beef production, 4-h club, manual, animal husbandry department
Cooperative Extension Service, South Dakota State College of Agriculture and Mechanic Arts
The first and most important step in the baby beef phase is to select the type of calf that will make the most economical gains and finally dress out a highly desirable carcass. The success and profit of the enterprise will depend on the conformation, feeding ability and quality of the calf selected. Suitable feeder calves for profitable baby beef production are generally the offspring from sires and dams of good beef type and breeding. As a rule it does not pay the cattle feeder to feed out the calves of common or nondescript breeding for baby beef, as the fattened animal does not have quality sufficient to compete with the better bred, better finished baby beeves. Especially is this true in 4-H baby beef club work. Therefore, the stockman who desires to produce his own feeder calves should make careful selection of cows for his beef herd; they may or may not be purebred, but by all means use a good type purebred beef sire. If a good cow, bred to a good purebred beef, will produce a good calf; a better cow bred to a better bull will produce a better calf. (See more in text.)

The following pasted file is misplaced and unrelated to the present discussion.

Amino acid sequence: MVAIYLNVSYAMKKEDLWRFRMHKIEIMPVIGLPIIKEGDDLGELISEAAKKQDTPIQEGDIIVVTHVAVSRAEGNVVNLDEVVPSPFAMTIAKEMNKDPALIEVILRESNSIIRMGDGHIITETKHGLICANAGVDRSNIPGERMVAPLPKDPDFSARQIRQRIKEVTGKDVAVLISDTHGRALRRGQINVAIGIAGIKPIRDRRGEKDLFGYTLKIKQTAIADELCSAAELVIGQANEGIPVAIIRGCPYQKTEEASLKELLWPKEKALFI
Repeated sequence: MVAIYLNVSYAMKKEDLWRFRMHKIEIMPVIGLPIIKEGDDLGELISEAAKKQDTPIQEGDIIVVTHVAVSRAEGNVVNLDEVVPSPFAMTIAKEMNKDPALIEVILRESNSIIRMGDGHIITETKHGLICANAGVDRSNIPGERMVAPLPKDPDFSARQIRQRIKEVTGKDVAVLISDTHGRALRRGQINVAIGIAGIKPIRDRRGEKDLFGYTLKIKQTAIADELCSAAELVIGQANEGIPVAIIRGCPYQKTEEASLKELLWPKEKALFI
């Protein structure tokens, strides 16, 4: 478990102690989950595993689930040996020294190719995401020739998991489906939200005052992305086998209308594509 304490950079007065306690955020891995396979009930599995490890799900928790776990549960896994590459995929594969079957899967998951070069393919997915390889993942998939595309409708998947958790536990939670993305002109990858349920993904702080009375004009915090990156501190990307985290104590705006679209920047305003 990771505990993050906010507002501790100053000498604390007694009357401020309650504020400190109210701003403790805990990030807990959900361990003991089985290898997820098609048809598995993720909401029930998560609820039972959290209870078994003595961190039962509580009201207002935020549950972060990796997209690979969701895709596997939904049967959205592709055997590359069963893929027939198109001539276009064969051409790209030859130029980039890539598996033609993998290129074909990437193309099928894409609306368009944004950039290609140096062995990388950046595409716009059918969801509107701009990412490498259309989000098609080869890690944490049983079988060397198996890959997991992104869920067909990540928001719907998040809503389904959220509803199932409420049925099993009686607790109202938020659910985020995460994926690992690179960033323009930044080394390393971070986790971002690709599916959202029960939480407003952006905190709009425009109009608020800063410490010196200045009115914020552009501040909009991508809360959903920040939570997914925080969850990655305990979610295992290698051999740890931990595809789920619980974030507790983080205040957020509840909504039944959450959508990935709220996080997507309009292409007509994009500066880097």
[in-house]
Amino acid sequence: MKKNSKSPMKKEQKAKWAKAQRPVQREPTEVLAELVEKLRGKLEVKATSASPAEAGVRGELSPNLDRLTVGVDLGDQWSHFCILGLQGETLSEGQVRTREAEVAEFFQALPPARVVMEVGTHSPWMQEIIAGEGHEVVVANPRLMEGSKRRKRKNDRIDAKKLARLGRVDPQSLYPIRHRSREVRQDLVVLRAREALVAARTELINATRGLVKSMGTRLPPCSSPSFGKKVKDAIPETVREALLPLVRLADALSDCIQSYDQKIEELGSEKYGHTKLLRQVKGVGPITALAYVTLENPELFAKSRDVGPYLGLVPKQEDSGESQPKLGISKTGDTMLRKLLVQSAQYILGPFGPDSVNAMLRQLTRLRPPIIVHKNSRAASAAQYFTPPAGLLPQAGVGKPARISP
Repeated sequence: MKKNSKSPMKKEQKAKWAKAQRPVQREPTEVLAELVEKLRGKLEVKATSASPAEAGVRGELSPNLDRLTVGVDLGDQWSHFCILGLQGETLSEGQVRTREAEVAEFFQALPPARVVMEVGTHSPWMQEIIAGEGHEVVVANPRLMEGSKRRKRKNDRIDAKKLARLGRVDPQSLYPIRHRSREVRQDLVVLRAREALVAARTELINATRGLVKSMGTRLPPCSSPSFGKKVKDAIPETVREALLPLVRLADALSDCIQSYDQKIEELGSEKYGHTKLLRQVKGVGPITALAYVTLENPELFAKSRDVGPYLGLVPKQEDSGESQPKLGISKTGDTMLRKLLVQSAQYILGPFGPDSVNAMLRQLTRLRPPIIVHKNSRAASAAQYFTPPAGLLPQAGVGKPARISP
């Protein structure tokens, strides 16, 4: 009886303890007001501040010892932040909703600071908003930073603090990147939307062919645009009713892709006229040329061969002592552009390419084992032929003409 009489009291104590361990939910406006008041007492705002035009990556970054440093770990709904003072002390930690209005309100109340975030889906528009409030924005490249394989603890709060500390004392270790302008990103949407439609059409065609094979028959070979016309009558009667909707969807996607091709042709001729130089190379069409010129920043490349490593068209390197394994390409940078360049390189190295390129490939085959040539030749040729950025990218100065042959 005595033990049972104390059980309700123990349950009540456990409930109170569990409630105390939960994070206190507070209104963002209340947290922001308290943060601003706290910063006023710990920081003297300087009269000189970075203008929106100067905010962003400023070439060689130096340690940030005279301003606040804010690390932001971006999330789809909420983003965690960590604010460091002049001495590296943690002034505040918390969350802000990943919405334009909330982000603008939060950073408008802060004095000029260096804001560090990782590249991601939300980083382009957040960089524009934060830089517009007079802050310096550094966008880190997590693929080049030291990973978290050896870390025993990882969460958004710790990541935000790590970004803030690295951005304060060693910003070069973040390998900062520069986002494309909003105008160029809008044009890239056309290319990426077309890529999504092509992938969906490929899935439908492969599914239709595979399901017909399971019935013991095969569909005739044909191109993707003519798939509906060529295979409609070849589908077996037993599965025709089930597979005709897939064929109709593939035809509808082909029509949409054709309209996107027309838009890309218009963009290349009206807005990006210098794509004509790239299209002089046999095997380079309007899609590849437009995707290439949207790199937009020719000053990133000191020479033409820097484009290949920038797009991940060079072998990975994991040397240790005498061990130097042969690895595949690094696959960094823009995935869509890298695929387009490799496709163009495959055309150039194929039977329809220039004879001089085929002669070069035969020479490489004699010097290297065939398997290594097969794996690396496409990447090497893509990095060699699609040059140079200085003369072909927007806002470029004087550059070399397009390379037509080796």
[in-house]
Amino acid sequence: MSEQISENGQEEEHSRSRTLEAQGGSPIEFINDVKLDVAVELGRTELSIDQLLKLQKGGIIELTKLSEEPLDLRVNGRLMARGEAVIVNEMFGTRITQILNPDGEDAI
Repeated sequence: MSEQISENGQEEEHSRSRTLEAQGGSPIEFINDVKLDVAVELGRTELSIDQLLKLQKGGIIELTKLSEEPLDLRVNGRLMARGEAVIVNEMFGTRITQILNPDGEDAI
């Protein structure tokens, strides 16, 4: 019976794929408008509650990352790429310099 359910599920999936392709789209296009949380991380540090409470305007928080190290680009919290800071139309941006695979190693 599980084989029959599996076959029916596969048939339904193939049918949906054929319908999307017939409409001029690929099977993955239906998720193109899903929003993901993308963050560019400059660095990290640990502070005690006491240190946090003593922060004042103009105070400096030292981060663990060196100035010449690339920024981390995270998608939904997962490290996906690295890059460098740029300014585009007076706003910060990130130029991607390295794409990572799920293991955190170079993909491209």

McDonald, G. A., "Beef Production: A Manual for 4-H Club Members" (1942). SDSU Extension Circulars. 391.